Ruling

00151-19 Jamelia v dailyecho.co.uk

    • Date complaint received

      16th May 2019

    • Outcome

      No breach - after investigation

    • Code provisions

      9 Reporting of crime

Decision of the Complaints Committee 00151-19 Jamelia v dailyecho.co.uk

Summary of complaint

1. Jamelia complained to the Independent Press Standards Organisation that dailyecho.co.uk breached Clause 9 (Reporting of Crime) in an article headlined “Pop singer’s stepbrother convicted of Birmingham gun murder” published on 14 December 2018.

2. The article reported that a man, referred to as the complainant’s stepbrother, had been convicted of murder. It reported that the defendant was tried under a pseudonym, “due to press coverage of his links to two previous killings”. It also reported that his lawyers had argued that there was a “particularly large” number of media articles about him because he was a close relation of the complainant. The article was accompanied by a photograph of the complainant.

3. The complainant said that the article breached Clause 9. She said that she was estranged from the convicted man, and had no ongoing connection to him. She said that reporting this familial connection, which she said had not been reported accurately, had had a significantly damaging effect on her wellbeing and livelihood.

4. The complainant also said that although she had discussed her family previously, she had never mentioned the man who had now been convicted. She noted that there was historic coverage in the public domain which linked her to this individual, but said that she had not consented to this, and believed these articles were also unjustified.

5. The publication did not accept that it had breached the Code. It said that the complainant was genuinely relevant to story of the man’s conviction. It said that the defendant had made an application at the beginning of his trial to use an alias because of the large number of media reports about him “because he was a close relation of Jamelia”. The newspaper said that after the defendant’s conviction, this reporting restriction was lifted and the press were able to report the fact that the use of a pseudonym was granted in this case, and the reasons why. It said that there was a strong public interest in reporting on the fact that this reporting restriction had been granted, and the reasons why, he was only the second defendant in England and Wales ever to stand trial under a pseudonym. As the complainant was part of the reason why the restriction had been put in place, she was genuinely relevant to the story and as such there was no breach of Clause 9.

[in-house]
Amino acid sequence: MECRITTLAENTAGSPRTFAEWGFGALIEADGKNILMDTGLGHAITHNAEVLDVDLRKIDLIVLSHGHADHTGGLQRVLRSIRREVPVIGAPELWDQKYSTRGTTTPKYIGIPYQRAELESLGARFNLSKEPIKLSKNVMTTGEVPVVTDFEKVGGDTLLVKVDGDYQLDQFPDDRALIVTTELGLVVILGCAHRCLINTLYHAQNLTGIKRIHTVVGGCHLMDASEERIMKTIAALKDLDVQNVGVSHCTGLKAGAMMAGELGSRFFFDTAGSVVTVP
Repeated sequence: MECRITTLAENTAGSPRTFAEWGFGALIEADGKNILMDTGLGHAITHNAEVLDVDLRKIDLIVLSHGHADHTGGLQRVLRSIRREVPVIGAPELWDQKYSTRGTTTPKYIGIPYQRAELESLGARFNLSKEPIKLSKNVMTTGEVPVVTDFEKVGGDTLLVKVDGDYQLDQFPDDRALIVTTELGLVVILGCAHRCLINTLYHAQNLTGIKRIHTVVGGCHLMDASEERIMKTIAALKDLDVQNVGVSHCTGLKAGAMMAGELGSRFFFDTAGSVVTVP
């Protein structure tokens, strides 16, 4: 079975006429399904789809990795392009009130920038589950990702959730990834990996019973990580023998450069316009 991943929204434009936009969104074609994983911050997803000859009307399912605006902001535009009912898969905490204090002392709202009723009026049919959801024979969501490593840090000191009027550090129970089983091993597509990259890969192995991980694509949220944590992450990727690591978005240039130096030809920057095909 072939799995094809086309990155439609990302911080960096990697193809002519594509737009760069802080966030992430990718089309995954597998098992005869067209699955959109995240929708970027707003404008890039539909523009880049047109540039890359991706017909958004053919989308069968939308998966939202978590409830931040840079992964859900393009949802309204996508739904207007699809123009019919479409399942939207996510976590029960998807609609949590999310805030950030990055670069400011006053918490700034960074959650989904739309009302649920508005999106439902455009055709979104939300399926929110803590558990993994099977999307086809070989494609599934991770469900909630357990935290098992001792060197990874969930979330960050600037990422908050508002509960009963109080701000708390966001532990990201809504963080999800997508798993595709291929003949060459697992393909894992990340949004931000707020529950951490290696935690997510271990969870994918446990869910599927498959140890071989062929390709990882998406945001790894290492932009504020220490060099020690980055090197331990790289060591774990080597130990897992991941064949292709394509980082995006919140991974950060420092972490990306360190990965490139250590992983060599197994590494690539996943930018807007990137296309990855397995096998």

6. The publication also pointed to the fact that the connection between the complainant and the man was already in the public domain. It provided an example of court report from 2005 which referred to the familial connection between the complainant and the man. It said that in granting the reporting restriction in this case, the court accepted that the connection between the two individuals was well-known to the public. Therefore it said that the connection between the two was so well-known and established in the public’s mind that the protections of Clause 9 had no useful purpose.

Relevant Code Provisions

7. Clause 9 (Reporting of Crime)*

i) Relatives or friends of persons convicted or accused of crime should not generally be identified without their consent, unless they are genuinely relevant to the story.

Findings of the Committee

8. The Committee acknowledged the complainant’s position that she was estranged from the defendant in this case, and recognised that she had been distressed by the publication of the articles. However, Clause 9 does not restrict a newspaper’s ability to report on legal proceedings. The complainant had been named specifically in the defendant’s application for a reporting restriction. The reporting restriction referenced the fact that there was a large amount of material in the public domain which linked the complainant to the defendant. While the Committee noted that the complainant considered her identification in the previous coverage to also be unjustified, the newspaper was entitled to report on this. Where the complainant had been identified during legal proceedings, she was genuinely relevant to the story, and there was no breach of Clause 9.

Conclusion

9. The complaint was not upheld.

Remedial Action Required

10 N/A

Date complaint received:07/01/2019

Date decision issued: 26/04/2019